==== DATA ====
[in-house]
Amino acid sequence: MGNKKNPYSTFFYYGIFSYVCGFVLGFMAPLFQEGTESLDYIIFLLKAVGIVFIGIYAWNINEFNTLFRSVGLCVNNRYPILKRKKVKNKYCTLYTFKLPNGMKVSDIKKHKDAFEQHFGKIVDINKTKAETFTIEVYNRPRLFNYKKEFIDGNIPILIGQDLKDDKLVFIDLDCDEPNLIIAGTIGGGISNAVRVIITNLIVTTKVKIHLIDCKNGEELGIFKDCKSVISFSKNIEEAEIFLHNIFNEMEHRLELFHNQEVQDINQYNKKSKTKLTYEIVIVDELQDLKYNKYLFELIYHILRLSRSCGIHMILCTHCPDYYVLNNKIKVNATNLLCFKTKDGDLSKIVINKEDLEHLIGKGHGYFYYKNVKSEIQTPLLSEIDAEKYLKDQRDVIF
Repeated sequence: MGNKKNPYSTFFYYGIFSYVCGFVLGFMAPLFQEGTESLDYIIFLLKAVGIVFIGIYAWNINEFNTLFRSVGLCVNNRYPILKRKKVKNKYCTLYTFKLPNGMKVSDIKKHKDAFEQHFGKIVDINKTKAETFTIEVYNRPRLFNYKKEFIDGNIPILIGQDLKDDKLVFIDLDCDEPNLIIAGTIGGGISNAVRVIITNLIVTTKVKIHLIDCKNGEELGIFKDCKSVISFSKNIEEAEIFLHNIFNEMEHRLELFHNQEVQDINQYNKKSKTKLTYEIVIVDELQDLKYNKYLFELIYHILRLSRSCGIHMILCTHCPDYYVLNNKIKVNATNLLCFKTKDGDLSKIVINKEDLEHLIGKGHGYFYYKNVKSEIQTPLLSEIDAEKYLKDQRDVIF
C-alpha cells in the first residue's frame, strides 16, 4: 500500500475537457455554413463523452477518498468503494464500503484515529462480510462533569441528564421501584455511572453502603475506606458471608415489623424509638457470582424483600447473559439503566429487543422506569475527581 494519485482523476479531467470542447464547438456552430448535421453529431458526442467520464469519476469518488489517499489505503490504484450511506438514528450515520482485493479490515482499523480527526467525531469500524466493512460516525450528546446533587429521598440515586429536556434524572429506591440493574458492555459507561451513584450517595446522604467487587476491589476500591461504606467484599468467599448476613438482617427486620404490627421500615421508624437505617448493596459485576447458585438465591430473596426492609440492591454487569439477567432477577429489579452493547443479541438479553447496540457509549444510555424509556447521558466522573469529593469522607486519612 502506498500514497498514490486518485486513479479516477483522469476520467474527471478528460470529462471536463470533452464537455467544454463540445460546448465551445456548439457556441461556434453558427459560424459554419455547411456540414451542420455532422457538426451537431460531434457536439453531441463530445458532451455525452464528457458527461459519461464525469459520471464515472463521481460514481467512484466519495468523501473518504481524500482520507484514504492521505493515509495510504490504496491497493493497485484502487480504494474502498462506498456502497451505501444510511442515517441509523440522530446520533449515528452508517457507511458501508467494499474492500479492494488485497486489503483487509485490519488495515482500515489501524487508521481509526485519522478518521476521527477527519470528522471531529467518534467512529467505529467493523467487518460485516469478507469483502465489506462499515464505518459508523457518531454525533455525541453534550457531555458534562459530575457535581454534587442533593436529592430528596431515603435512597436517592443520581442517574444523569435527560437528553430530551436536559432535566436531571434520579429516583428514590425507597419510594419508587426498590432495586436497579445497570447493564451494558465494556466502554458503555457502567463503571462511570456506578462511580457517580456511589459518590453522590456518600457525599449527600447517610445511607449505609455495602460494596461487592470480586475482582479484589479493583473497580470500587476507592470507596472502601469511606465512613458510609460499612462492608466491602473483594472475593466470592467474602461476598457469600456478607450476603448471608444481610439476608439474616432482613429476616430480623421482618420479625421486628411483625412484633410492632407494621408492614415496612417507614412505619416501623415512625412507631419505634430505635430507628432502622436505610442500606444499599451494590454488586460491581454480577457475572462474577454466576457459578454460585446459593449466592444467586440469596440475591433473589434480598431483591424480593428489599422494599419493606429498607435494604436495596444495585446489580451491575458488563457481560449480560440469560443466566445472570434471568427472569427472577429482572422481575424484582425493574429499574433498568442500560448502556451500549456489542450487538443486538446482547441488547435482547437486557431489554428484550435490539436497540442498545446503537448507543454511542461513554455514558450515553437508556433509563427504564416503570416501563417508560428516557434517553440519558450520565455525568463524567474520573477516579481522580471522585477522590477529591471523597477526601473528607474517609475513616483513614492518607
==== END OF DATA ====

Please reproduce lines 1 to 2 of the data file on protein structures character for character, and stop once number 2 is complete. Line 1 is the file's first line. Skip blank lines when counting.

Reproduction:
[in-house]
Amino acid sequence: MGNKKNPYSTFFYYGIFSYVCGFVLGFMAPLFQEGTESLDYIIFLLKAVGIVFIGIYAWNINEFNTLFRSVGLCVNNRYPILKRKKVKNKYCTLYTFKLPNGMKVSDIKKHKDAFEQHFGKIVDINKTKAETFTIEVYNRPRLFNYKKEFIDGNIPILIGQDLKDDKLVFIDLDCDEPNLIIAGTIGGGISNAVRVIITNLIVTTKVKIHLIDCKNGEELGIFKDCKSVISFSKNIEEAEIFLHNIFNEMEHRLELFHNQEVQDINQYNKKSKTKLTYEIVIVDELQDLKYNKYLFELIYHILRLSRSCGIHMILCTHCPDYYVLNNKIKVNATNLLCFKTKDGDLSKIVINKEDLEHLIGKGHGYFYYKNVKSEIQTPLLSEIDAEKYLKDQRDVIF